Former Secretary of Defense Robert Gates joined the chorus of military members saying that the bases named after Confederate leaders who lost the war must go, the New York Times reported. He’s also standing in opposition to President Donald Trump’s move to send soldiers into American streets during protests.
Gates, who served as President George W. Bush’s secretary and stayed on until 2011, still identifies as a Republican and hasn’t denounced the party.
“The events since the killing of George Floyd present us with an opportunity where we can move forward to change those bases,” Gates told the Times in an interview. “It’s always puzzled me that we don’t have a Fort George Washington or a Fort Ulysses S. Grant or a Fort Patton or a facility named for an African-American Medal of Honor recipient. I think the time has come, and we have a real opportunity here.”
“I’m very sensitive to the notion of rewriting history,” Gates, who is a Soviet scholar, explained.
However, he explained that the names and statues should never be seen as an honor.
“They belong in a museum someplace, so we’re not celebrating them, we’re learning from them and the mistakes they made,” he said.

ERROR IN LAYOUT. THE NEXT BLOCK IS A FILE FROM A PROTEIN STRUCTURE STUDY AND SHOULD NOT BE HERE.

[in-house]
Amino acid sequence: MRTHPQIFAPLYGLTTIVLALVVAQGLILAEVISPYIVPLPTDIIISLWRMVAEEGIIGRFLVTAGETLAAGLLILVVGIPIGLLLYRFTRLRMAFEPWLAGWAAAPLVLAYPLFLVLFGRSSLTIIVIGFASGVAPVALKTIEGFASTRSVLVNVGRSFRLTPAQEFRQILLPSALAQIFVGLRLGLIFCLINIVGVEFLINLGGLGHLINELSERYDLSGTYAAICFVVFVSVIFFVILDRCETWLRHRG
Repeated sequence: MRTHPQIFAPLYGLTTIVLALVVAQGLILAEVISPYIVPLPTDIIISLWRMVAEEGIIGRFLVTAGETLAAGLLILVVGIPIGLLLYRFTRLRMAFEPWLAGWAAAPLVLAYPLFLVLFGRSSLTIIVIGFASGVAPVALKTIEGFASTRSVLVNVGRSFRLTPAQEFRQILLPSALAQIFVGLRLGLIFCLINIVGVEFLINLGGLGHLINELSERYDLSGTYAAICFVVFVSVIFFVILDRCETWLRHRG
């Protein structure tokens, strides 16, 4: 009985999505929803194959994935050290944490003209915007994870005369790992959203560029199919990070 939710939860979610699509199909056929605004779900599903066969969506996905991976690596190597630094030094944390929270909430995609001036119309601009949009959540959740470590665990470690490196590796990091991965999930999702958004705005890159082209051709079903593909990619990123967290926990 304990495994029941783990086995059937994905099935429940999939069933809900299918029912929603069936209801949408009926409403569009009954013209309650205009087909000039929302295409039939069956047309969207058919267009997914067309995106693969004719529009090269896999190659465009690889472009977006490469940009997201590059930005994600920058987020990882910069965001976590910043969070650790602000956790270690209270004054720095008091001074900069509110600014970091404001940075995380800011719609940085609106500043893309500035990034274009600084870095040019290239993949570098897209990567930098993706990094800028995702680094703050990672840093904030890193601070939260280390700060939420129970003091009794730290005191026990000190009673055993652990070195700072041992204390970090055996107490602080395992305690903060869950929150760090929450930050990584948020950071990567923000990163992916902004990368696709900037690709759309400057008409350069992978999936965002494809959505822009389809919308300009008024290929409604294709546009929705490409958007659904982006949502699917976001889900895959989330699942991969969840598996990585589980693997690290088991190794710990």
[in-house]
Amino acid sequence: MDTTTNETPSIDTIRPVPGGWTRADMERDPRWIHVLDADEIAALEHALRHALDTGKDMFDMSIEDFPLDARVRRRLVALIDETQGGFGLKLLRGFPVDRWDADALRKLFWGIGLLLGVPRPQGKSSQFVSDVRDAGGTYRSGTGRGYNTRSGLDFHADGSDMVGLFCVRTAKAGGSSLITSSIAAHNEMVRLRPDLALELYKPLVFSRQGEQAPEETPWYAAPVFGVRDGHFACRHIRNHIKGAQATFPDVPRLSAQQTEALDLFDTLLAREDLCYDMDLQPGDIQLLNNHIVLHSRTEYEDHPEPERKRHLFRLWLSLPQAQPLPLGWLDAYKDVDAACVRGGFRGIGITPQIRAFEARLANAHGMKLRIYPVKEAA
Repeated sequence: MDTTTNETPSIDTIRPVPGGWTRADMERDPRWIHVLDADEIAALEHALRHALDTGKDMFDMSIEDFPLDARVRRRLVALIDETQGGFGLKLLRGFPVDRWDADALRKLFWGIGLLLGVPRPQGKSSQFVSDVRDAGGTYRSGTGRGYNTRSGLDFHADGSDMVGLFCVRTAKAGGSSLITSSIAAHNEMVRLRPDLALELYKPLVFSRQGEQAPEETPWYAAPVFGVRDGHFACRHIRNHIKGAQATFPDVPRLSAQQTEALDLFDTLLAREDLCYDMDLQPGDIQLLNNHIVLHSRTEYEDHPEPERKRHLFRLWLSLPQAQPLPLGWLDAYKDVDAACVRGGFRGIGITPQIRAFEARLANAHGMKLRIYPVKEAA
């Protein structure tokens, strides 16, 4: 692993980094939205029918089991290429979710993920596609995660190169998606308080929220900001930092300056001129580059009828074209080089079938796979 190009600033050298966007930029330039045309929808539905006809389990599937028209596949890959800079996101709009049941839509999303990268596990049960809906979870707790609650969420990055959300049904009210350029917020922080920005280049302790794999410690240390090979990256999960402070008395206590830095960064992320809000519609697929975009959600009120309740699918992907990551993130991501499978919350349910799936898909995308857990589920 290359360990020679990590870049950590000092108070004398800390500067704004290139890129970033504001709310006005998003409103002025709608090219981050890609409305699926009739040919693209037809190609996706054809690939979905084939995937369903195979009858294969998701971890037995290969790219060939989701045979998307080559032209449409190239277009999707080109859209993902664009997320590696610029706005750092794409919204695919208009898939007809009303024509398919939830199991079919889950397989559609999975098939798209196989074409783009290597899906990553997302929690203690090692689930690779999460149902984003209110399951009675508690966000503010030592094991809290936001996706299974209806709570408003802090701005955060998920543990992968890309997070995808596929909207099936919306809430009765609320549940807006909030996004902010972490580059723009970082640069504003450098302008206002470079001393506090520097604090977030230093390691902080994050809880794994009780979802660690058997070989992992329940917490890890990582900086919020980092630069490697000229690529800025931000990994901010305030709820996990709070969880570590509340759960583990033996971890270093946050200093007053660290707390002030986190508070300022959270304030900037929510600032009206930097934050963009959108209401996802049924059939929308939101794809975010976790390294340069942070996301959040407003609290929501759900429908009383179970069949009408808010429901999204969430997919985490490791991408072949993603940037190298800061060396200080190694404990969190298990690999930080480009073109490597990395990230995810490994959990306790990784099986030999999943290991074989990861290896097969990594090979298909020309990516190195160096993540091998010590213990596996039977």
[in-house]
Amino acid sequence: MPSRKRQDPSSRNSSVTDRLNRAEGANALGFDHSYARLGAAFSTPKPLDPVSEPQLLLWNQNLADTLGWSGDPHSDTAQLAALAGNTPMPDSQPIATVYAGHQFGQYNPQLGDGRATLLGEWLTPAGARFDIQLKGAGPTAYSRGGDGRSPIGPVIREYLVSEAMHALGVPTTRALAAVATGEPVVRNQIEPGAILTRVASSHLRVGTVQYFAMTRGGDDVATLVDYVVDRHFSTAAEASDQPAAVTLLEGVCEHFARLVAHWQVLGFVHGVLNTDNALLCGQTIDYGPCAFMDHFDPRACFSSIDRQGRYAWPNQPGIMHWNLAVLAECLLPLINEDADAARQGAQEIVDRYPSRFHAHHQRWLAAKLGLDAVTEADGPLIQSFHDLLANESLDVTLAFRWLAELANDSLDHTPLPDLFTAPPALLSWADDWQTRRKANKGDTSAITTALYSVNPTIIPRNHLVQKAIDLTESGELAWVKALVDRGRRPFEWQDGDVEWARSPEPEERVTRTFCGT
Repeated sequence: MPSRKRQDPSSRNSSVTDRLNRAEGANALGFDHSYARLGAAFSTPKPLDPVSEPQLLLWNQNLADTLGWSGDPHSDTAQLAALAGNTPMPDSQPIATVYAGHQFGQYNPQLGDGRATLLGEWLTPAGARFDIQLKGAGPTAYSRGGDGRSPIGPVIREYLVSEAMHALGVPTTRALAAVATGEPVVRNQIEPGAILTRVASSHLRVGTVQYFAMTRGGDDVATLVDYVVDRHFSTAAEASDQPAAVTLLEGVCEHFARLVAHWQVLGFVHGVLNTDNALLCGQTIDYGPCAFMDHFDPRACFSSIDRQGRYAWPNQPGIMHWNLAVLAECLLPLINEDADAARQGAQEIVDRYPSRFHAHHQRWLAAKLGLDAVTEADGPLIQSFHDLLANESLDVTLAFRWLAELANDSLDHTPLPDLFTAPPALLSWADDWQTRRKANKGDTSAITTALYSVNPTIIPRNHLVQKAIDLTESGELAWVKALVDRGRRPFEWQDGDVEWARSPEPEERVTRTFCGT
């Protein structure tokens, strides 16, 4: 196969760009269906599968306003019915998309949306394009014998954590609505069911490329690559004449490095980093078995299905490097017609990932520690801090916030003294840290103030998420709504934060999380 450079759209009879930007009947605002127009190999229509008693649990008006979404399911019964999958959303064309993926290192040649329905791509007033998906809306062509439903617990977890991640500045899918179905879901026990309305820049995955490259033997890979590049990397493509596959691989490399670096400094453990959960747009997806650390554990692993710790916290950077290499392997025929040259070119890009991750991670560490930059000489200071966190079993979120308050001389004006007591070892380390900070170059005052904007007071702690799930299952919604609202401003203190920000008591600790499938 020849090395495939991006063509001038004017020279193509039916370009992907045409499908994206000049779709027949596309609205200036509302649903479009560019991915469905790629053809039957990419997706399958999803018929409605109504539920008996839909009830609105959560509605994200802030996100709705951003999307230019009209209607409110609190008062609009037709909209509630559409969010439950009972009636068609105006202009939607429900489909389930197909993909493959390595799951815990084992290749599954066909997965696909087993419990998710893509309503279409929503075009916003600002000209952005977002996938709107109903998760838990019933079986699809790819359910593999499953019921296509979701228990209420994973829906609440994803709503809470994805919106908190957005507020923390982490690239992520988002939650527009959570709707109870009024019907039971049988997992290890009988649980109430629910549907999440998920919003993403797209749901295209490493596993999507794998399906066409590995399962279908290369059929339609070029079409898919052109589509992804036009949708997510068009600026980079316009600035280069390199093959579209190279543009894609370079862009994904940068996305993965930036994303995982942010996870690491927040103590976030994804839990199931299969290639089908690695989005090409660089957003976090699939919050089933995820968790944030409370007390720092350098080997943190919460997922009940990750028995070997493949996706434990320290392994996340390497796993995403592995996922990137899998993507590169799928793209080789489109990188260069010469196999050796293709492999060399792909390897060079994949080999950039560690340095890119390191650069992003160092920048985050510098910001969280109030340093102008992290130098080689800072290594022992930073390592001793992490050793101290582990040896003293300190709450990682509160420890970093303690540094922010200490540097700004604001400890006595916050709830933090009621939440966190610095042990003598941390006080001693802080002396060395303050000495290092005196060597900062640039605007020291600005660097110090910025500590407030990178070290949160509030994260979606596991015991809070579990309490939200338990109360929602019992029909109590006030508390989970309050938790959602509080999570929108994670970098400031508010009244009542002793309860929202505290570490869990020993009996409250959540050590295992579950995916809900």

Gates was also asked about whether he would have sent the Army troops into the streets to respond to protesters.
“I think it would have been a mistake,” he said, calling them different from the National Guard, which is typically deployed to help hand out aid after natural disasters. “Their primary training is to kill people, not crowd control, not law enforcement. They are trained to kill our enemies.”
The interview was part of his book tour for his latest volume Exercise of Power. He appeared on NBC earlier where he credited Trump with the low bar of not starting any new wars.
“I told a senior member of the administration a while ago, ‘Have you guys thought about the fact that it’s not a great idea to antagonize everybody in the world at the same time?'” Gates recalled. “Just think how much more powerful our negotiating position with China would be if on our side of the table we also had the Europeans and the Japanese and the Australians.”